I am an Alabama Parent
What does Alabama’s College and Career Ready Standards mean for my child?
Raising the bar and expecting more is hard work, particularly for students and teachers. New standards mean new ways of teaching and learning, and ultimately harder tests. To stay the course with higher standards and expectations, Alabamians need to be more vocal about better-preparing students for the future.
What does this mean for my child?
With the CCRS, Alabama students are relying less on memorization and filling out worksheets. Instead, they focus on critical-thinking and problem-solving skills that will benefit them long after they finish their academic career.
You may have noticed a change in your child’s homework. It is likely that the homework your child is bringing home may be more challenging, if not somewhat unfamiliar. This is not going to be true across the board.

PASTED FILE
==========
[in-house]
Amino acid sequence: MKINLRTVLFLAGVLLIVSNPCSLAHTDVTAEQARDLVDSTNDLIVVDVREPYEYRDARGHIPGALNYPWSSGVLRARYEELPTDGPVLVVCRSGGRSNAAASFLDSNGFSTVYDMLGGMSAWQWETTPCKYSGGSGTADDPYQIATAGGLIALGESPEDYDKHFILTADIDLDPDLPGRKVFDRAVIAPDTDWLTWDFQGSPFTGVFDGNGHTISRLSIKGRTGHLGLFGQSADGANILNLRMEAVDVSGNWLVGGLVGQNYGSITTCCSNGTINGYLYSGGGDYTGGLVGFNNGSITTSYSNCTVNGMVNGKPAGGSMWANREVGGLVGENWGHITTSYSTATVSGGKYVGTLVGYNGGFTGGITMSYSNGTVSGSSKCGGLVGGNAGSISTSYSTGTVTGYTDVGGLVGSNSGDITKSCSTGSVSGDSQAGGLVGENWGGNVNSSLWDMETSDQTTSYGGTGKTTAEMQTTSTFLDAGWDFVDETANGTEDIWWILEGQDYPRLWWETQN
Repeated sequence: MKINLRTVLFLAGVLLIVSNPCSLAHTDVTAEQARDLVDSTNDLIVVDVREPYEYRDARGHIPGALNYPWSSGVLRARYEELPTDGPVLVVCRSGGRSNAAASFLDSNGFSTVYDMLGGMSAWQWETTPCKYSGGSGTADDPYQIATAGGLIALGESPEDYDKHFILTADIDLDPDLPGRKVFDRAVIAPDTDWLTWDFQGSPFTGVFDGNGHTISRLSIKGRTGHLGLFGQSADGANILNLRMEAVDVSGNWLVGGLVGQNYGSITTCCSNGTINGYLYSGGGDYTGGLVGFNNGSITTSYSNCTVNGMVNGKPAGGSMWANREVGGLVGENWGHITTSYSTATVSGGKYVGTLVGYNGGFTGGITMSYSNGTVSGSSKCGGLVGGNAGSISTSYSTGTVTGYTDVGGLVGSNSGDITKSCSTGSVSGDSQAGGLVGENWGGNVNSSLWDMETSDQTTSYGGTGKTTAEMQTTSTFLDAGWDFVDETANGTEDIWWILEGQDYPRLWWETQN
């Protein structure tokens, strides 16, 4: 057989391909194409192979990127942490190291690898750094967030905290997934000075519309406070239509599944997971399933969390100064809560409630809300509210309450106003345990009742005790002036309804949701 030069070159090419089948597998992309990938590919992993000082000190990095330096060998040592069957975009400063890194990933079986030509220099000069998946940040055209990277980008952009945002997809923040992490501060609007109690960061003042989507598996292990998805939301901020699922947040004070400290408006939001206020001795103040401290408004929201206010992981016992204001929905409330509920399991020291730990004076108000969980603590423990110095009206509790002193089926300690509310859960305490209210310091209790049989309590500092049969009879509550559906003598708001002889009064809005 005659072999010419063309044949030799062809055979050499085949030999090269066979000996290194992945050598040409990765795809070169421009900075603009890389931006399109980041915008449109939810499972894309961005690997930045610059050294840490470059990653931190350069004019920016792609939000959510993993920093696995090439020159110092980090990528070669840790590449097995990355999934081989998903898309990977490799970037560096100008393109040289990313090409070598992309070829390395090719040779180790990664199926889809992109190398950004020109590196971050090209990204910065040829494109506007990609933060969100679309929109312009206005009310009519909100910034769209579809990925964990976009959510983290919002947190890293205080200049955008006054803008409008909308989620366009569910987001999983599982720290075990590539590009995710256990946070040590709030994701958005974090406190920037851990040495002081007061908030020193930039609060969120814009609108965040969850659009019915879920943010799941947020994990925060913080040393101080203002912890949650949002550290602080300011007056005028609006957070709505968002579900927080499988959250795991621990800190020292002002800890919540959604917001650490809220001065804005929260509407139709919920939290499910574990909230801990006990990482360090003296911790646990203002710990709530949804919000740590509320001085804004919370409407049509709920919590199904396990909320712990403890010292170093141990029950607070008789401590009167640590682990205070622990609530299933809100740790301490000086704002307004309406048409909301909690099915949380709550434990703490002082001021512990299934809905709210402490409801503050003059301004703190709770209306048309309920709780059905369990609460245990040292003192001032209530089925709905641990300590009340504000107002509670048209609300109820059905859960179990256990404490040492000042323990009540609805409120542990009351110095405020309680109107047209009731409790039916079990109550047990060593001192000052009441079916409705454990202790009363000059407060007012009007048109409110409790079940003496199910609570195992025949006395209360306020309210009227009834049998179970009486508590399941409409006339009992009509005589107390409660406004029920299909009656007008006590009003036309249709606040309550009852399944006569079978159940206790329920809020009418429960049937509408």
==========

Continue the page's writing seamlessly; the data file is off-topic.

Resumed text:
The assignments your child is bringing home are selected and assigned by your child’s specific teachers.
Many school systems are offering parent nights to better explain what your child is learning. Please ask your school administrators if a parent learning class is being offered in near you.
Why was this change necessary?
Our state’s academic standards have not kept up with the changes in technology and the real-life skills students need to be successful. As a result:
One in every 3 Alabama students that graduate and attend a 2- or 4-year college in Alabama requires remediation – in other words, they must pay for classes that they should’ve mastered in high school, and those classes do not count toward graduation. What a waste of time and money!
One in every 3 Alabama students that took the ACT did not reach ANY of the four benchmarks (English, Math, Reading and Science) required for college entry.